Returning to the primary cast now, I need to make it especially clear that I am thoroughly and utterly appalled by the decision to weave a watered down romance element into the Avengers. I assume this was a decision made by someone with money. At least, I hope so. Because when I bought my ticket for this movie,  I had no idea I would soon be physically writhing in my seat. There is absolutely ZERO chemistry between Scar Jo and Marky Mark Ruffles-Oh. The whole thing feels forced from the get-go and even dips into a realm of unpleasantness I did not think was possible for Scarlett Johansson. In a particularly awkward scene in Hawkeye’s house (The movie really slows down for a bit just as it is getting exciting), Natasha Romanov approaches Bruce Banner as he comes out of the shower. She then proceeds to straight up tell him she wished she could have been showering with him. Banner, as well as myself, began thinking “Daaaaaaaamn girl, you need a glass of water? Cuz u sound THIRSTY as F@CK!” But it only gets worse as the conversation goes on. At first, it just feels like Natasha’s character learned everything she knows about romance from the intro dialogue of porn scenes, but she quickly strays into bizarro territory when she brings up the fact that she’s infertile and proceeds to have a mini breakdown, all the while Bruce is just standing there damp and wearing only a towel. It just doesn’t feel right to make the “strong female character” suddenly this heartbroken, “I-need-a-man” type out of the blue, especially at another character’s expense. By the final battle of the movie however, Banner is, of course, just as in love with her as she is with him. I mean, he’d have to be completely remiss of testosterone and his five basic senses to deny Ms. Johansson, but within the confines of the film, it’s a spanner in the works that truly ruins the film for me. A little part of my soul withered up and died watching that godforsaken scene. Touching briefly now on the remaining members: Thor doesn’t really do anything special beside set up his next solo film, Tony Stark is unapologetically douchey and never gets reprimanded for having caused Ultron in the first place, Hawkeye’s newfound, quippy attitude and his surprise family (who conveniently keep Nick Fury in their barn house in case the script needs a motivational speech) are both flat lines unintentionally strengthening his title claim of “Nobody’s Favorite Avenger,” and Captain America… well, actually, Cappy is actually pretty consistent throughout. Congrats Disney, 1/10  is technically better than a 0/10.  To be fair, there is still some stuff to like here. Underneath the sophomoric script, weak plot and character development, lack of tension, stutter-step pacing, countless conveniences and implausibilities, annoying interjections of obvious product placement (C’mon, Bruce Banner would be smart enough to know Beats are shit), a forgettable villain, a cringeworthy Black Widow, and a narrative so cluttered with subplots it belongs on a TLC hoarder show, is some fairly decent action and comedic moments. The Hulk vs Iron Man battle is creative and kept me on the edge of my metaphorical seat… up until its cop-out ending that is borderline insulting to the intelligence of the audience. I laughed at some of the jokes… don’t ask me to remember any, but I’m certain I did for at least some of them. And Ultron is even cool during that one bit when he sarcastically says “I really wanted to take this opportunity to explain my evil plan,”… right before blasting Iron Man with an ineffective laser beam. It’s a movie with far too many “That’s cool I guess, but…” moments. For me, there’s simply not enough to bring me back a third and fourth time the way the original movie did. I know this sort of opinion makes me something of a persona non grata amongst the internet fanboys, but as someone who is fully aware of the fact that Hollywood has transformed itself into a factory to churn out this shit (just look up the laundry list of films both Marvel and DC have lined up for the next few years), I just can’t accept mediocrity, and neither should you.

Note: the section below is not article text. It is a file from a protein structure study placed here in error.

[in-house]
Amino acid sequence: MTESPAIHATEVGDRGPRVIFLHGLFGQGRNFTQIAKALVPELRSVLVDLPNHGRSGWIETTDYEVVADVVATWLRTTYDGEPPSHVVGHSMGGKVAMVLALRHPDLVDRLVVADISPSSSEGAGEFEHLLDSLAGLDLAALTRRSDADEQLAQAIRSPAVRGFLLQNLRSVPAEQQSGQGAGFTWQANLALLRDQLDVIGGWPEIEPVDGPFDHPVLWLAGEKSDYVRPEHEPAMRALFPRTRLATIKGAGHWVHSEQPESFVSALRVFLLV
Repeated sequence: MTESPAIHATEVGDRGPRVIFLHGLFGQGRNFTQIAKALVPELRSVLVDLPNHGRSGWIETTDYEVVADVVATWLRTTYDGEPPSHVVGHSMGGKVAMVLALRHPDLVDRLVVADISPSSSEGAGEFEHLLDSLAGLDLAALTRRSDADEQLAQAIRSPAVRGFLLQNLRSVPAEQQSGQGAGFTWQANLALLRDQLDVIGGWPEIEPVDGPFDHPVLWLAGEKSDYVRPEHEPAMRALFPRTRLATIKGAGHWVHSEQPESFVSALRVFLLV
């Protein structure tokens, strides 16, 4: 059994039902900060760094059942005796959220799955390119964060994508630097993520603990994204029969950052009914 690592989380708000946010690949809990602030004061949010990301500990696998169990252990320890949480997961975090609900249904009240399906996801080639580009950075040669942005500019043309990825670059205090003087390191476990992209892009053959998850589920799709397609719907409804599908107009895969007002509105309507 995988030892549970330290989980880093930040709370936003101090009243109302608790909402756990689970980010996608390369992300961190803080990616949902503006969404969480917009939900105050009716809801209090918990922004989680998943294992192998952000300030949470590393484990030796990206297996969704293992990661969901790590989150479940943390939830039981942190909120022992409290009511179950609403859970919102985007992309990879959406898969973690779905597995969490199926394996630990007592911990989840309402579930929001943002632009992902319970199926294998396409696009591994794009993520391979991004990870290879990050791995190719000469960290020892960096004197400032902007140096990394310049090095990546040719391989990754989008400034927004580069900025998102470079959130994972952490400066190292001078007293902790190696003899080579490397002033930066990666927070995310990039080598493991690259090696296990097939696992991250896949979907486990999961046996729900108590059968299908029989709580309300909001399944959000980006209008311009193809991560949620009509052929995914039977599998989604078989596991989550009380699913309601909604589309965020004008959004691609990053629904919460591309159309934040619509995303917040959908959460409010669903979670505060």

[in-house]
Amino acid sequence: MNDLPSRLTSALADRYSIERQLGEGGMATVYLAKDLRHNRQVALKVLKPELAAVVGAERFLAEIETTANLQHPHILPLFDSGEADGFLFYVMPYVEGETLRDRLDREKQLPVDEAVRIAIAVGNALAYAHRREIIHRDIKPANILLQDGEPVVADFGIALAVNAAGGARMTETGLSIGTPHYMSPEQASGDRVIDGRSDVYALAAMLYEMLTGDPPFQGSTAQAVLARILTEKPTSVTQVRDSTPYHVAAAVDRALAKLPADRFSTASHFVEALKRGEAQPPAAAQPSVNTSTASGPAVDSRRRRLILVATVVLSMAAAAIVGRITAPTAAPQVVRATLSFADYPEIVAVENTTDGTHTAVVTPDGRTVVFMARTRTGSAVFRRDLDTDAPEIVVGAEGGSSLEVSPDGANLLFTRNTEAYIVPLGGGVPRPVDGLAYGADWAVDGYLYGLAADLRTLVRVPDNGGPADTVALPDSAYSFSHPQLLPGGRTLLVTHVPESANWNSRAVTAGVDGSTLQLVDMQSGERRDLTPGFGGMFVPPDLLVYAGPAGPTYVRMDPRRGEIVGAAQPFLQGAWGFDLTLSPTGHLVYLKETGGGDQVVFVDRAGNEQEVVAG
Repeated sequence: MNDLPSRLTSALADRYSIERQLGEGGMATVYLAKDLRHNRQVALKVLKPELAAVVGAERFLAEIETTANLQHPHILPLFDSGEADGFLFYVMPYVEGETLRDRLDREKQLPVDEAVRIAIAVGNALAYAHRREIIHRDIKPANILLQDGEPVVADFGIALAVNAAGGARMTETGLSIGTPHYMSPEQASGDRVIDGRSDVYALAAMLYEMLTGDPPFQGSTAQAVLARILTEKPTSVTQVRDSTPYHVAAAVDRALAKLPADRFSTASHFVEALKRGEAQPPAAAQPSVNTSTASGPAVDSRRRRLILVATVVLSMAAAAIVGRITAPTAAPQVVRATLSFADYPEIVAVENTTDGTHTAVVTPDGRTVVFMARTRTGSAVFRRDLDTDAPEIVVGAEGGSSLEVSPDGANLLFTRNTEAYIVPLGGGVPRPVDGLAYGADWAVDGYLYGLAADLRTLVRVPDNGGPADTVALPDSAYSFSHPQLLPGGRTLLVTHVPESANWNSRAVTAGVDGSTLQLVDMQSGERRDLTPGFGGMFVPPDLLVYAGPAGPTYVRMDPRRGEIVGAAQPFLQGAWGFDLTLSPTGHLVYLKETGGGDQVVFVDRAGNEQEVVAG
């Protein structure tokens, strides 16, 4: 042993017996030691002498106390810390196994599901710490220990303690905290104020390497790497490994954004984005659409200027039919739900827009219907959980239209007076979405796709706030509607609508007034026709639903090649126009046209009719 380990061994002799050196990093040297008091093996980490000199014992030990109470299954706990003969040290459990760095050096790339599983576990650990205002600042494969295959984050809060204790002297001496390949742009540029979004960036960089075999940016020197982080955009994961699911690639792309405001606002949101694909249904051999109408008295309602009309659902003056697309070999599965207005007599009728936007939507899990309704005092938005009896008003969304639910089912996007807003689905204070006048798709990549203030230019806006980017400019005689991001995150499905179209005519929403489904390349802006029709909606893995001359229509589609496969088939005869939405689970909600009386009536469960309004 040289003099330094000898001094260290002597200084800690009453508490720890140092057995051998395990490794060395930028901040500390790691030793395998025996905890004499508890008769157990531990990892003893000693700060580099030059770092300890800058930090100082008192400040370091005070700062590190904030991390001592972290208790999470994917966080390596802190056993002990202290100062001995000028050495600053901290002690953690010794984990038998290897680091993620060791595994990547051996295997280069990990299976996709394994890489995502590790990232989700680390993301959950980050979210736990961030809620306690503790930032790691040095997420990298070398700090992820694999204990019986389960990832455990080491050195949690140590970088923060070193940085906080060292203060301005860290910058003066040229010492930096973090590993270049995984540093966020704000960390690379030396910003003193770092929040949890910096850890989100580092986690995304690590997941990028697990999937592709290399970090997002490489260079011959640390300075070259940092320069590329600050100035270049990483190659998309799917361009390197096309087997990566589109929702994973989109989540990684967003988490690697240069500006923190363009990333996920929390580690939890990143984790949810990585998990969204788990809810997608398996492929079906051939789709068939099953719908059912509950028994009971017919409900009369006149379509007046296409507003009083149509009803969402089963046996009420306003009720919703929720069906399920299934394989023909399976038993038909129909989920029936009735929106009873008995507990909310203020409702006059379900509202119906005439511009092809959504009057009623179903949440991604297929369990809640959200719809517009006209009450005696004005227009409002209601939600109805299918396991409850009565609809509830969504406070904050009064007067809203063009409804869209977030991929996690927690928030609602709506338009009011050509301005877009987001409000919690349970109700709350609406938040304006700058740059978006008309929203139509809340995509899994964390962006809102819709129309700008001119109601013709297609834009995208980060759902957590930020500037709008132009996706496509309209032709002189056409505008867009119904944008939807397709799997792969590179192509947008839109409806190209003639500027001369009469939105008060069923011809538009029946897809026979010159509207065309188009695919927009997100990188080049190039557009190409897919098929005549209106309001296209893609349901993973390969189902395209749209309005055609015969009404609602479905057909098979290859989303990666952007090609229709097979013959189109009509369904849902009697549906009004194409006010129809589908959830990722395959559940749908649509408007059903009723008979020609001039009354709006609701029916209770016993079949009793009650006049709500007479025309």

Obligatory Number at the End: 6.25/10